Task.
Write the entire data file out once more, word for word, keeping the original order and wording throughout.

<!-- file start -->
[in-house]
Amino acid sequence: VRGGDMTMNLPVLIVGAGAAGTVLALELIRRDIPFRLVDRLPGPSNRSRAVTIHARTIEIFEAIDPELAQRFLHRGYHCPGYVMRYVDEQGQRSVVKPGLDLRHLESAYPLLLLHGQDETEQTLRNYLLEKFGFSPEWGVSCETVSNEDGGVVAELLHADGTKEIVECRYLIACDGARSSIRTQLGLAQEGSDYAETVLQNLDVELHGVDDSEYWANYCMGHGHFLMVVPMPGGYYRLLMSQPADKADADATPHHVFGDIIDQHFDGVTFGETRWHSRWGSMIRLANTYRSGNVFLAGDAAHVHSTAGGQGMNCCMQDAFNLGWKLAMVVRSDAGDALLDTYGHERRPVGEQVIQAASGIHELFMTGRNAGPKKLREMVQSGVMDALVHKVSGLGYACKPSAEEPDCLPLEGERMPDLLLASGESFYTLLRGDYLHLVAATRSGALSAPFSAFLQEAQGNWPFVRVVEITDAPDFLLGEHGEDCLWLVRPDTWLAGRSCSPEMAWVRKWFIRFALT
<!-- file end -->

[in-house]
Amino acid sequence: VRGGDMTMNLPVLIVGAGAAGTVLALELIRRDIPFRLVDRLPGPSNRSRAVTIHARTIEIFEAIDPELAQRFLHRGYHCPGYVMRYVDEQGQRSVVKPGLDLRHLESAYPLLLLHGQDETEQTLRNYLLEKFGFSPEWGVSCETVSNEDGGVVAELLHADGTKEIVECRYLIACDGARSSIRTQLGLAQEGSDYAETVLQNLDVELHGVDDSEYWANYCMGHGHFLMVVPMPGGYYRLLMSQPADKADADATPHHVFGDIIDQHFDGVTFGETRWHSRWGSMIRLANTYRSGNVFLAGDAAHVHSTAGGQGMNCCMQDAFNLGWKLAMVVRSDAGDALLDTYGHERRPVGEQVIQAASGIHELFMTGRNAGPKKLREMVQSGVMDALVHKVSGLGYACKPSAEEPDCLPLEGERMPDLLLASGESFYTLLRGDYLHLVAATRSGALSAPFSAFLQEAQGNWPFVRVVEITDAPDFLLGEHGEDCLWLVRPDTWLAGRSCSPEMAWVRKWFIRFALT